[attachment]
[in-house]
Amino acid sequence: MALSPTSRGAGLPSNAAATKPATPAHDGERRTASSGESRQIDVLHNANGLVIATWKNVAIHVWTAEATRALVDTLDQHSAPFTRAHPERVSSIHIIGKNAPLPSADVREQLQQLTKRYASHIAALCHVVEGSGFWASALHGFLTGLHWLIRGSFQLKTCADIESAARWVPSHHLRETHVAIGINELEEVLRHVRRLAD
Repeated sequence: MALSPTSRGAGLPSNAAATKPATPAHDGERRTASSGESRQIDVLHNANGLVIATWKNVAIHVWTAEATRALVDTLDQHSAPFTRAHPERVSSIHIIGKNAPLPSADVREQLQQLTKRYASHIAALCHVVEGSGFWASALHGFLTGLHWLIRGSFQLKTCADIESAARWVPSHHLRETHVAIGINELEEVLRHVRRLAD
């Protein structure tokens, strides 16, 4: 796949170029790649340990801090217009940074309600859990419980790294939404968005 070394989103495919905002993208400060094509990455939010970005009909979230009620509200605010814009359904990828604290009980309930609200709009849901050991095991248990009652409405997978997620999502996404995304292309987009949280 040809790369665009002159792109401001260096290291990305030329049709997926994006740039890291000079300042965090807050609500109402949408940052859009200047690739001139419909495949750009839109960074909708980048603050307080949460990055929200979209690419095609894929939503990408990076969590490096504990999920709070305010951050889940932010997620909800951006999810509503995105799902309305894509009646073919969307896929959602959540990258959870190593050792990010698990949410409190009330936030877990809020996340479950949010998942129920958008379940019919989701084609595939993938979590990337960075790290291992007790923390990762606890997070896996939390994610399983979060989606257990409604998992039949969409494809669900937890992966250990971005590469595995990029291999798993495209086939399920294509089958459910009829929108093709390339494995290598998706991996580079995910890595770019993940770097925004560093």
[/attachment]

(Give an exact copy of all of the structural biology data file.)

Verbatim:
[in-house]
Amino acid sequence: MALSPTSRGAGLPSNAAATKPATPAHDGERRTASSGESRQIDVLHNANGLVIATWKNVAIHVWTAEATRALVDTLDQHSAPFTRAHPERVSSIHIIGKNAPLPSADVREQLQQLTKRYASHIAALCHVVEGSGFWASALHGFLTGLHWLIRGSFQLKTCADIESAARWVPSHHLRETHVAIGINELEEVLRHVRRLAD
Repeated sequence: MALSPTSRGAGLPSNAAATKPATPAHDGERRTASSGESRQIDVLHNANGLVIATWKNVAIHVWTAEATRALVDTLDQHSAPFTRAHPERVSSIHIIGKNAPLPSADVREQLQQLTKRYASHIAALCHVVEGSGFWASALHGFLTGLHWLIRGSFQLKTCADIESAARWVPSHHLRETHVAIGINELEEVLRHVRRLAD
């Protein structure tokens, strides 16, 4: 796949170029790649340990801090217009940074309600859990419980790294939404968005 070394989103495919905002993208400060094509990455939010970005009909979230009620509200605010814009359904990828604290009980309930609200709009849901050991095991248990009652409405997978997620999502996404995304292309987009949280 040809790369665009002159792109401001260096290291990305030329049709997926994006740039890291000079300042965090807050609500109402949408940052859009200047690739001139419909495949750009839109960074909708980048603050307080949460990055929200979209690419095609894929939503990408990076969590490096504990999920709070305010951050889940932010997620909800951006999810509503995105799902309305894509009646073919969307896929959602959540990258959870190593050792990010698990949410409190009330936030877990809020996340479950949010998942129920958008379940019919989701084609595939993938979590990337960075790290291992007790923390990762606890997070896996939390994610399983979060989606257990409604998992039949969409494809669900937890992966250990971005590469595995990029291999798993495209086939399920294509089958459910009829929108093709390339494995290598998706991996580079995910890595770019993940770097925004560093």